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Does the payment for a share buy-back have to be in cash?

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It is often thought that the purchase price for a share buy back has to be satisfied in cash; however, it could be structured in such a way that the company sells an asset to the outgoing shareholder for cash which can then be set-off against the company’s obligation to  pay the share buy-back price from a company’s distributable reserves or capital.  Stacey Browne, Company Commercial Solicitor, explains more about the requirement of a share buy-back being bought back in cash and the options available for a company.

What is a share buy-back?

A share buy-back is when a company purchases its own shares from a shareholder. There is a legal requirement for the shares being bought to be paid for at the time of transfer in cash; but there is no definition of what ‘paid for’ means which can raise questions. There could be a way in which to reduce the amount to pay from the company’s distributable reserves, using set-off.

Set-off is a right for someone who owes money, to subtract the amount they owe from a debt that they are owed by someone else; therefore reducing their debt. For example, if a company agrees to buy the shareholder’s shares back for £100,000 and also agrees to sell to the shareholder a property and a car for a total of £75,000. The £75,000 can then be set off against the price of the shares leaving a balance of £25,000 to be paid by the company in cash.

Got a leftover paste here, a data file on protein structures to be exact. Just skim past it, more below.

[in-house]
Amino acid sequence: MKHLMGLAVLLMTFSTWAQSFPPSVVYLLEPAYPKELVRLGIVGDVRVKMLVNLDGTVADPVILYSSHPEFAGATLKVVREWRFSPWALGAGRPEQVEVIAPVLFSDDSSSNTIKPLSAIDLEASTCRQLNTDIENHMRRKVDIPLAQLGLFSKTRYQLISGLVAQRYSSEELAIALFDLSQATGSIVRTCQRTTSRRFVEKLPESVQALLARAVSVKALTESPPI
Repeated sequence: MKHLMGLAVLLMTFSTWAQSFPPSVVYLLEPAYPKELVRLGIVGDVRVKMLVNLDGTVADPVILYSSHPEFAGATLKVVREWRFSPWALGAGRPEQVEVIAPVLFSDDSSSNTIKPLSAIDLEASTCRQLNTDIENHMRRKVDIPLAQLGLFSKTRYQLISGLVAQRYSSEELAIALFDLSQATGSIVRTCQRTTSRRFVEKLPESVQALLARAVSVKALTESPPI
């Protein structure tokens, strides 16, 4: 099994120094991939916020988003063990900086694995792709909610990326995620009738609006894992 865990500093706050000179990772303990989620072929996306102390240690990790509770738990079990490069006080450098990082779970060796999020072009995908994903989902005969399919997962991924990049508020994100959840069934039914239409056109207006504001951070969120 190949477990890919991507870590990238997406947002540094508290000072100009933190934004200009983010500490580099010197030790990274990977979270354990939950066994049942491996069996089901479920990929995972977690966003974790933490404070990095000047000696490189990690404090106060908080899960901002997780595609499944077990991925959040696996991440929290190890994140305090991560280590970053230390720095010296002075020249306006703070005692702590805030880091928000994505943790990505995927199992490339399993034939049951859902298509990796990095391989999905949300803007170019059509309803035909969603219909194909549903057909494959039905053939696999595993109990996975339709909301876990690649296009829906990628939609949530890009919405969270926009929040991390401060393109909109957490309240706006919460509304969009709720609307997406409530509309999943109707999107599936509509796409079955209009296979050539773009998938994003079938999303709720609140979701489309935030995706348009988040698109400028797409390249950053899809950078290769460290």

Established practice is that all payments for a buy back of shares must be made in full, in cash, at the time of transfer; however the courts have upheld that a set off of one debt against another constitutes payment of both debts, even in the event of a company buy-back of shares. Therefore, a share buy-back could be structured in a way that there are two cash sales, the prices of which are set off against each other, as long as the transactions are genuine. Although a company would need the full amount available in their distributable reserves, this structure would effectively reduce the cash outlay, thus benefiting the company’s cash flow.

There are other ways in which a buy-back could be structured and other options in which to finance a buy-back, other than the above example, therefore it is essential that you discuss your plans with professional advisers first. Please note, there are also different tax consequences associated with different structures too therefore it is important to discuss your plans with an accountant to ensure the best structure is formulated to suit you and your business needs.

To have your questions answered regarding share buy-back options, shareholder agreements or company structures, you can contact Stacey on 023 8071 7411 or email staceybrowne@warnergoodman.co.uk.

ENDS

This is for information purposes only and is no substitute for, and should not be interpreted as, legal advice.  All content was correct at the time of publishing and we cannot be held responsible for any changes that may invalidate this article.